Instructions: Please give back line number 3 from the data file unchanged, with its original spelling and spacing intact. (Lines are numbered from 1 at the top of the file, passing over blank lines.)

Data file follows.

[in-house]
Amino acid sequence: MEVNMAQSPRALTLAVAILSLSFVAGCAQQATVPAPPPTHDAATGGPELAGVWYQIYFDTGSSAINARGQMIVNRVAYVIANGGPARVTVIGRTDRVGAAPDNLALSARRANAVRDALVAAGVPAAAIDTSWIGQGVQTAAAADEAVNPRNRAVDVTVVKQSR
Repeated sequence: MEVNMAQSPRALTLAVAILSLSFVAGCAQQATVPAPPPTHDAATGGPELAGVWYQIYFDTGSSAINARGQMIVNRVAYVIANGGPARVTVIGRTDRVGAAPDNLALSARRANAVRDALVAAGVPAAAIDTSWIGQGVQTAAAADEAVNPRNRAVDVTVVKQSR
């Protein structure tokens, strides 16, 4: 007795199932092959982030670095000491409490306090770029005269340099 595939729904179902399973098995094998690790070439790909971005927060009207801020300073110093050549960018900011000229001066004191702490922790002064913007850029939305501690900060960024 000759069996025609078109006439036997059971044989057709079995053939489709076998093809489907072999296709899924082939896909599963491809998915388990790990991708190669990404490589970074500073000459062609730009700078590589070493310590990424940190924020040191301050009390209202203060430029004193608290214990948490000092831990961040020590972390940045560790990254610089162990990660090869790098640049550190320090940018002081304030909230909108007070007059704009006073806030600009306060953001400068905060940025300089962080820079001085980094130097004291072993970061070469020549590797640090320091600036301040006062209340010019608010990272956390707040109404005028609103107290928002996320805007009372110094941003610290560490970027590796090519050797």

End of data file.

Repeated sequence: MEVNMAQSPRALTLAVAILSLSFVAGCAQQATVPAPPPTHDAATGGPELAGVWYQIYFDTGSSAINARGQMIVNRVAYVIANGGPARVTVIGRTDRVGAAPDNLALSARRANAVRDALVAAGVPAAAIDTSWIGQGVQTAAAADEAVNPRNRAVDVTVVKQSR